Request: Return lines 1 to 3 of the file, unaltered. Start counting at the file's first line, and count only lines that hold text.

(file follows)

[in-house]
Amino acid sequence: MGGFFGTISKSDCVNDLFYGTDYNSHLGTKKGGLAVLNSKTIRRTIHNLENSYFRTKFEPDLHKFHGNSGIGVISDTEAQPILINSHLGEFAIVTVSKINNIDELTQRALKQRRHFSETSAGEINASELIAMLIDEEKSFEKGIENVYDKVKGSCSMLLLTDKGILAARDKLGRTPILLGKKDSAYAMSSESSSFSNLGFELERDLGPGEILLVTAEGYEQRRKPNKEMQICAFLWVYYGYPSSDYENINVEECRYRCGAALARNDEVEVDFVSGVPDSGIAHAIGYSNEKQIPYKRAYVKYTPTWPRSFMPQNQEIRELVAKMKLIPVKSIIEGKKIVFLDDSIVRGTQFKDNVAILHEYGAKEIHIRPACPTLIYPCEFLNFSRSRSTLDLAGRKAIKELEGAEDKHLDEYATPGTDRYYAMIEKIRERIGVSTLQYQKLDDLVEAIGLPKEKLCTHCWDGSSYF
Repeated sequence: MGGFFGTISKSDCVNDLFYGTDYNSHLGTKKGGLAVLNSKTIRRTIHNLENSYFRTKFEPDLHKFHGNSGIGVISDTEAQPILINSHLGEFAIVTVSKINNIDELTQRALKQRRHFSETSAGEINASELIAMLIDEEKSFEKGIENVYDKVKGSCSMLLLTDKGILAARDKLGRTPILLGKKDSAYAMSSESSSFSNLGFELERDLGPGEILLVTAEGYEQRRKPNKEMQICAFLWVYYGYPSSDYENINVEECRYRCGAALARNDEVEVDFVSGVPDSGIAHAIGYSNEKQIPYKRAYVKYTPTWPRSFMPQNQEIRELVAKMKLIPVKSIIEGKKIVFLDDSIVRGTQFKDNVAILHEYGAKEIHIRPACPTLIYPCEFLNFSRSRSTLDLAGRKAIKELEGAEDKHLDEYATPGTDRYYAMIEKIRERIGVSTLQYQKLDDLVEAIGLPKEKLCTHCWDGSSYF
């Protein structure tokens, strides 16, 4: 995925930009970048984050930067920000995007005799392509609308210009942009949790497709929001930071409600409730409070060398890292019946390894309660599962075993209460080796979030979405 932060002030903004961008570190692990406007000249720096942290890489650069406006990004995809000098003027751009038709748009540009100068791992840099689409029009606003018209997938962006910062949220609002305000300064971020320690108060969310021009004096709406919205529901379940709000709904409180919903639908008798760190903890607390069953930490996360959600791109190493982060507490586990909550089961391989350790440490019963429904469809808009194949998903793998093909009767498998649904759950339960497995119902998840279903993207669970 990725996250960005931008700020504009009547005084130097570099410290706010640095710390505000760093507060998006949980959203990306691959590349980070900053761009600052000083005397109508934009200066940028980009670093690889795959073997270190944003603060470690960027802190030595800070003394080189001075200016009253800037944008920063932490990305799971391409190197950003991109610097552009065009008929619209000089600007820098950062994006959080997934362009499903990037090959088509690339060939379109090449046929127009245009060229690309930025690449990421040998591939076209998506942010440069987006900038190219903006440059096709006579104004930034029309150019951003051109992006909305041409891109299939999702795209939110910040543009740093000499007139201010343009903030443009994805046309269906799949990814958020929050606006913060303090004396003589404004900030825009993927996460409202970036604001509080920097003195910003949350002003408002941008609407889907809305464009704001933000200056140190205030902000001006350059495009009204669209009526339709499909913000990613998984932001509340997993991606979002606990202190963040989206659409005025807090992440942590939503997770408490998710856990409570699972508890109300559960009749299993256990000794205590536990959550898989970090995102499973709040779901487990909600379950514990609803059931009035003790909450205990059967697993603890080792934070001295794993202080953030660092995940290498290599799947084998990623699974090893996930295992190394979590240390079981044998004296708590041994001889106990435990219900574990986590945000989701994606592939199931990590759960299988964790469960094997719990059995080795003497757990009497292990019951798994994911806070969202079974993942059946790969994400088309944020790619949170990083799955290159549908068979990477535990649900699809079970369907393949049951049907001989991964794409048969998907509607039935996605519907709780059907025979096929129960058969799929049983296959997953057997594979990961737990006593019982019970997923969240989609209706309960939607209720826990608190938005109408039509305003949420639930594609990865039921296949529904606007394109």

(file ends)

[in-house]
Amino acid sequence: MGGFFGTISKSDCVNDLFYGTDYNSHLGTKKGGLAVLNSKTIRRTIHNLENSYFRTKFEPDLHKFHGNSGIGVISDTEAQPILINSHLGEFAIVTVSKINNIDELTQRALKQRRHFSETSAGEINASELIAMLIDEEKSFEKGIENVYDKVKGSCSMLLLTDKGILAARDKLGRTPILLGKKDSAYAMSSESSSFSNLGFELERDLGPGEILLVTAEGYEQRRKPNKEMQICAFLWVYYGYPSSDYENINVEECRYRCGAALARNDEVEVDFVSGVPDSGIAHAIGYSNEKQIPYKRAYVKYTPTWPRSFMPQNQEIRELVAKMKLIPVKSIIEGKKIVFLDDSIVRGTQFKDNVAILHEYGAKEIHIRPACPTLIYPCEFLNFSRSRSTLDLAGRKAIKELEGAEDKHLDEYATPGTDRYYAMIEKIRERIGVSTLQYQKLDDLVEAIGLPKEKLCTHCWDGSSYF
Repeated sequence: MGGFFGTISKSDCVNDLFYGTDYNSHLGTKKGGLAVLNSKTIRRTIHNLENSYFRTKFEPDLHKFHGNSGIGVISDTEAQPILINSHLGEFAIVTVSKINNIDELTQRALKQRRHFSETSAGEINASELIAMLIDEEKSFEKGIENVYDKVKGSCSMLLLTDKGILAARDKLGRTPILLGKKDSAYAMSSESSSFSNLGFELERDLGPGEILLVTAEGYEQRRKPNKEMQICAFLWVYYGYPSSDYENINVEECRYRCGAALARNDEVEVDFVSGVPDSGIAHAIGYSNEKQIPYKRAYVKYTPTWPRSFMPQNQEIRELVAKMKLIPVKSIIEGKKIVFLDDSIVRGTQFKDNVAILHEYGAKEIHIRPACPTLIYPCEFLNFSRSRSTLDLAGRKAIKELEGAEDKHLDEYATPGTDRYYAMIEKIRERIGVSTLQYQKLDDLVEAIGLPKEKLCTHCWDGSSYF